[Note from Ed Tittel: This post about Sandboxie comes from guest author Bo Elam, whom Kari and I met on TenForums, where he is something of a regular visitor, and a passionate advocate for Sandboxie. Who better to write this Toolkit Item?]
I’ll start this article on Sandboxie with a few words on how I became a Sandboxie user. Before I started using Sandboxie, I used to get malware infections once or twice a year, and simply accepted those infections. I thought, “If I am going to use the internet, I am going to get infected and there’s nothing I can do about it.” The effect of using Sandboxie has been huge on the quality of my computing experience. After I became a Sandboxie user, infections went away completely. I haven’t had an infection since the day I became a Sandboxie user.
So, how did I become a Sandboxie user? One day late in 2008 during a browsing session, I was hit by malware (a rootkit). Till that day, whenever I got infected, I always had somebody clean up the infection. But this time I decided to do it myself. That was a breaking point. I took the approach of cleaning the infection as a challenge, and had fun doing it. During cleanup, I learned a lot about security and came to realize that there were better technologies available to protect our computers than anti viruses/scanners. One of those technologies was sandboxing. Later, while searching for protection against rootkits, my travels led me directly to Sandboxie. I knew nothing about sandboxes. Sandboxie doesn’t allow drivers or services to be installed in the sandbox. That attracted me. So, I decided to try Sandboxie, and 10 years later, I am still using it.
What is Sandboxie?
Sandboxie is a sandbox program for Windows: an applications sandbox is a runtime environment wherein programs run in an isolated space. You can run all kind of programs under Sandboxie . You can run your browsers, email clients, PDF Readers, video players, etc. Personally, I run every program I run on a daily basis inside Sandboxie. Most files I download, they run sandboxed every time they run during their lifetime in my computer. When you run programs under Sandboxie’s supervision, the interaction between programs running in the sandbox (isolated space) and the system outside the sandbox is seamless. So, there is no reason not to do it. Below is a picture of Sandboxie control (The Sandboxie User interface). Each name depicted in Sandboxie control represents a separate sandbox with its own settings. By looking at the names, you can tell the programs I am currently running sandboxed on a regular basis, or the purpose for using a particular sandbox. For example, the one called USB, is where files that run out of USB drives run sandboxed whenever a flash drive is plugged in.
The interaction between programs running in the sandboxed environment with the system outside the sandbox works so well, it’s possible to use programs as you normally use them when not running under Sandboxie’s protection even though your computer is protected. So, in the end, users that run their programs and files in the sandbox, achieve a very high level of security for their computers without losing usability or convenience. I am a Sandboxie user to the max. In my case, basically, the only time I am not using Sandboxie is when the computer is idle or I am doing updates.
To be more specific, Sandboxie in a sandbox program designed for running most of the programs that you use regularly, or programs that connect to the internet. But there are other uses for Sandboxie. For example, we can use it for testing programs. If you would like to test a new browser or video player, you can run the installer in a sandbox, and test the program. In the picture below (left side), after right clicking the installer, I get the option to “Run sandboxed” the installer. Clicking that option, opens up the Sandboxie Menu (Right side), in that menu we have the option to choose the sandbox where we want the installer to run.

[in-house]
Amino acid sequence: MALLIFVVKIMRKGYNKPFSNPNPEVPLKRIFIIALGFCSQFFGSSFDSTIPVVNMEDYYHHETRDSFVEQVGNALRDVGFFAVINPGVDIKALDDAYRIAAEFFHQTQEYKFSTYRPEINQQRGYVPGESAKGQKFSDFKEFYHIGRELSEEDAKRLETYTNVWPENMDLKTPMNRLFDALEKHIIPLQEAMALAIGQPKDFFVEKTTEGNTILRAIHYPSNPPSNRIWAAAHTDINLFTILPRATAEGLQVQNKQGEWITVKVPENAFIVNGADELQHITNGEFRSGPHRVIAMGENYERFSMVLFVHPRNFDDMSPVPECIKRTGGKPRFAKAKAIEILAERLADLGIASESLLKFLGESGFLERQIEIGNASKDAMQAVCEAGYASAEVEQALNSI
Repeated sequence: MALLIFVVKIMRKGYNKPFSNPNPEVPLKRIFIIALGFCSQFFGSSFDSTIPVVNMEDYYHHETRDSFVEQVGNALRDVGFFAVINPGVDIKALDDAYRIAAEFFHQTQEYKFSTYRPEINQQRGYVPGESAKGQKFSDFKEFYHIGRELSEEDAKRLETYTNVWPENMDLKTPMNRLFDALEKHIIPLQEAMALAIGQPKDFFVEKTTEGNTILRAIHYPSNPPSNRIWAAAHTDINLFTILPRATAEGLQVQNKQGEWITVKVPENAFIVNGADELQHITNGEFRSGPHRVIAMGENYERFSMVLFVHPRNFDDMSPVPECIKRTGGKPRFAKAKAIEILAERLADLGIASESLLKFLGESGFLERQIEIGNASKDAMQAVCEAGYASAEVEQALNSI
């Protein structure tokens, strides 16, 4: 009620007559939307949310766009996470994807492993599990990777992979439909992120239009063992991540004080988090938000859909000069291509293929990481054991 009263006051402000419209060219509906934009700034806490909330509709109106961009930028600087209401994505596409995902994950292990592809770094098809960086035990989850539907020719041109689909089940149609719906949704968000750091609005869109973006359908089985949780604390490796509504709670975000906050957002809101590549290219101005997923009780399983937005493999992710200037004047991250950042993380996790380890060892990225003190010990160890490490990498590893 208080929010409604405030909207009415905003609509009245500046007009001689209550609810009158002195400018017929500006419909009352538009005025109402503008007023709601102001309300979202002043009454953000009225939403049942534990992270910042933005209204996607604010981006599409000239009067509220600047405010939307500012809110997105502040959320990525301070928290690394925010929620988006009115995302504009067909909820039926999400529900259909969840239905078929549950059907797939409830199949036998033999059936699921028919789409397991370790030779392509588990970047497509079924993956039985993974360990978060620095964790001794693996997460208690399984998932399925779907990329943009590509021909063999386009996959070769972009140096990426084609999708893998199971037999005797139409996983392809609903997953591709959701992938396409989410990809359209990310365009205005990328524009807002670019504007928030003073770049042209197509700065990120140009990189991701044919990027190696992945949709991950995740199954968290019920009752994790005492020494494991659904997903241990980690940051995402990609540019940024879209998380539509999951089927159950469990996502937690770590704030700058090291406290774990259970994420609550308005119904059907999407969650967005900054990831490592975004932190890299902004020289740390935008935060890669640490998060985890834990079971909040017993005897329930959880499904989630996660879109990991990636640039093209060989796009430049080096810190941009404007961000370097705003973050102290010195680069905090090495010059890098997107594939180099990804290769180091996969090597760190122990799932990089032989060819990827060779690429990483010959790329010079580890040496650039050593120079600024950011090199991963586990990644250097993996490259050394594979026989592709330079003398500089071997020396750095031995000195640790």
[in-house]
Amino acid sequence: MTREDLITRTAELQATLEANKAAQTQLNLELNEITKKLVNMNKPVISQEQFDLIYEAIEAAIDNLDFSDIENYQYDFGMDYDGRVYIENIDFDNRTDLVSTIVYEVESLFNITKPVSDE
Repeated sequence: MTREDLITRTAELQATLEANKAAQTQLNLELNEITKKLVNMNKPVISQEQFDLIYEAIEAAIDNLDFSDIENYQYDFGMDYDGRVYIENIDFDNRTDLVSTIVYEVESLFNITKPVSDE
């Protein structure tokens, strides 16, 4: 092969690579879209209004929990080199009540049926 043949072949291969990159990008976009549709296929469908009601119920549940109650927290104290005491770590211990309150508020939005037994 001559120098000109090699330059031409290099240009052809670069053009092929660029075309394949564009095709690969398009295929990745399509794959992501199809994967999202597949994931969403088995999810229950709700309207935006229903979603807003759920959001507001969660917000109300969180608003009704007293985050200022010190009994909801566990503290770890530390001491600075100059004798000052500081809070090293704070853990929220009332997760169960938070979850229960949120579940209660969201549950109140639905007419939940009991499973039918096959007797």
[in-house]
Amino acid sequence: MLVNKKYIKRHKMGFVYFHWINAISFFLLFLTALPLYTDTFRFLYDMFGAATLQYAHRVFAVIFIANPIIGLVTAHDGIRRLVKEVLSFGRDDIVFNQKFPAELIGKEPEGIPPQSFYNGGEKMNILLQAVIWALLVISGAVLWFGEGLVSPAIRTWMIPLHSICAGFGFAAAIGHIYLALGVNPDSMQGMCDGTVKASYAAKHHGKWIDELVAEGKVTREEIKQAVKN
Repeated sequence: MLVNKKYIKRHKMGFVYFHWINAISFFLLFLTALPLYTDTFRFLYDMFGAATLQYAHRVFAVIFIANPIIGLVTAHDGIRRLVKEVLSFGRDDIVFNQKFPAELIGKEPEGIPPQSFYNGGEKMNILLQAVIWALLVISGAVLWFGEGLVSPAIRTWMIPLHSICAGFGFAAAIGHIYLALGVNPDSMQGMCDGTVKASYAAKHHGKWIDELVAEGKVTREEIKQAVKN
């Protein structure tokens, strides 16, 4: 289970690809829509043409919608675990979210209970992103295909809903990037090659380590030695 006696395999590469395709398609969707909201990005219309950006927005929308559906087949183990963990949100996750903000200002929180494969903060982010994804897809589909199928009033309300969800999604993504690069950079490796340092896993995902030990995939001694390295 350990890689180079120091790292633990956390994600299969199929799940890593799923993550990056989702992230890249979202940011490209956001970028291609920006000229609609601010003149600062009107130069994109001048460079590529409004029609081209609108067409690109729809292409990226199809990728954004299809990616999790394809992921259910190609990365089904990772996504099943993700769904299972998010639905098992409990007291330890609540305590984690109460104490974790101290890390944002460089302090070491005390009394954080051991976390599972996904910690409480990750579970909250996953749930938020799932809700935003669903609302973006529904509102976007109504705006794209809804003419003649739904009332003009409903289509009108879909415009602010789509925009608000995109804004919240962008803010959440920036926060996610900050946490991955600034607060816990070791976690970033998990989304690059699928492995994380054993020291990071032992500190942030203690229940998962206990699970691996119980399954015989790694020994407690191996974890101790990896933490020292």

If you like, you can keep an installation around for a while, or you can delete the sandbox after testing a program. Right now, I have IrfanView installed in a sandbox. There are several ways that a program installed sandboxed can be run. You can even create a sandboxed shortcut to make things easier to run nstalled programs sandboxed but this is how I run them myself. Look at the 3 pictures below, in the first one, after right clicking the Sandboxie icon by the clock and hovering the browser over the name of the sandbox where I installed IrfanView, I get the menu to the left, and select “Run from Start menu”. That’s the sandboxed Start menu (picture 2). I look for IrfanView in the Menu and click it, after doing so, it opens in the sandbox I created and set up specifically as a dedicated sandbox for IrfanView (picture 3).
Probably, the most important function in Sandboxie is Delete contents of the sandbox. When you delete contents, everything you did in a session gets deleted, all changes that took place in the session get deleted, except what you choose to save outside the sandbox. You can set sandboxes to delete automatically when you close a sandboxed program (that’s what I do in my browser sandboxes) or you can save contents (a sandbox where you installed a program that you want to keep for a while is a good example) and delete later, when you decide to do so. Below, you can see the options in Sandbox settings for Delete contents.
I also use Sandboxie for testing changes in my system. After testing, if all looks good in the sandbox, I ll do the change on the real system. Everyone who uses Sandboxie sometimes innovates and comes up with new ideas on how to use the program.
How does it work?
Programs running in Sandboxie’s isolated space (the sandbox) are prevented from making permanent changes outside the sandbox, to the file system, the registry or other programs. When a program running in the sandbox wants to make a change (good or bad), Sandboxie captures that change and before it takes place, Sandboxie makes a copy of the file and redirects it to the sandbox folder. The sandboxed program thinks the change is done for real in the real system but it is not. It is done only to the copy. That’s how Sandboxie protects a computer from unwanted changes.
The Sandbox folder in C Drive.